Developers are beginning to design a second generation of MOOCs, or MOOC2, that can be taken for credit toward college degrees. For example, see “edX-ASU Global Freshman Academy: Will It Work?” As these evolve, the distinction between online courses locked into traditional structures and MOOCs will gradually disappear.

A key obstacle to the growth of MOOC2 has been pricing. MOOCs that cost as much as traditional onground courses are simply out of reach for nontraditional students who make up the bulk of participants. However, a recent trend toward drastically lowering the cost of traditional courses in completely online degree programs is underway at Texas Tech and other universities. A critical element in this business model is the removal of out-of-state tuition, the final barrier to the expansion of online programs.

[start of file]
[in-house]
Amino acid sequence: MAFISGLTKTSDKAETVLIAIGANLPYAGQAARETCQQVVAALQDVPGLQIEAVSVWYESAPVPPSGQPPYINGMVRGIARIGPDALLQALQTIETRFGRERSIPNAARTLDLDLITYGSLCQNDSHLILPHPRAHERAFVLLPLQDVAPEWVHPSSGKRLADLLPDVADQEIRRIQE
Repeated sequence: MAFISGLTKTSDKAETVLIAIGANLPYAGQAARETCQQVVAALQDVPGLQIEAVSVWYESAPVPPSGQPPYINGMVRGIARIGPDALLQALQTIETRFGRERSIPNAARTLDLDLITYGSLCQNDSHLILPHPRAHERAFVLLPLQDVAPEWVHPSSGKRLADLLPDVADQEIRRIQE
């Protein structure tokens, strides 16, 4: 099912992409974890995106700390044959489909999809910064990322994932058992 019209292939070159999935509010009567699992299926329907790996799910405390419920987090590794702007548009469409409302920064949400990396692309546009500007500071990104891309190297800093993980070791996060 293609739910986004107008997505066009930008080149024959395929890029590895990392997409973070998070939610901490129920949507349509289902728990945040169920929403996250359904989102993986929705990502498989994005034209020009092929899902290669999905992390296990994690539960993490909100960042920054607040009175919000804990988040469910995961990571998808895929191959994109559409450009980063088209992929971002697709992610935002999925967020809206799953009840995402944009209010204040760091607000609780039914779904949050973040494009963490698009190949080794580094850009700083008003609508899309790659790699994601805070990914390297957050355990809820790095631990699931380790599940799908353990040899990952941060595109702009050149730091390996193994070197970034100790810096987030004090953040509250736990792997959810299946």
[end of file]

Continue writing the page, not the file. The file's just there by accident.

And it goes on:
MOOCs and traditional online courses are on a collision path, and the impact will change the face of higher education forever, obliterating the class and geographic barriers that have limited access to elite colleges. The promise of online, from the very beginning, has always been access, and here, in the middle of 2015, the promise is gaining traction.

Addendum 7/27/15: Read Ray Rose’s comment re learners with disabilities and the accessibility challenges they pose for MOOCs and online courses. Also see his Access and Equity for All Learners in Blended and Online Education, INACOL, Oct. 2014.

1Frank Bruni Is Wrong About Ivy League Schools,” Quartz, 22 Mar. 2015.
231 Elite Colleges That Offer Free Online Learning,” Tucson.com, 23 July 2015.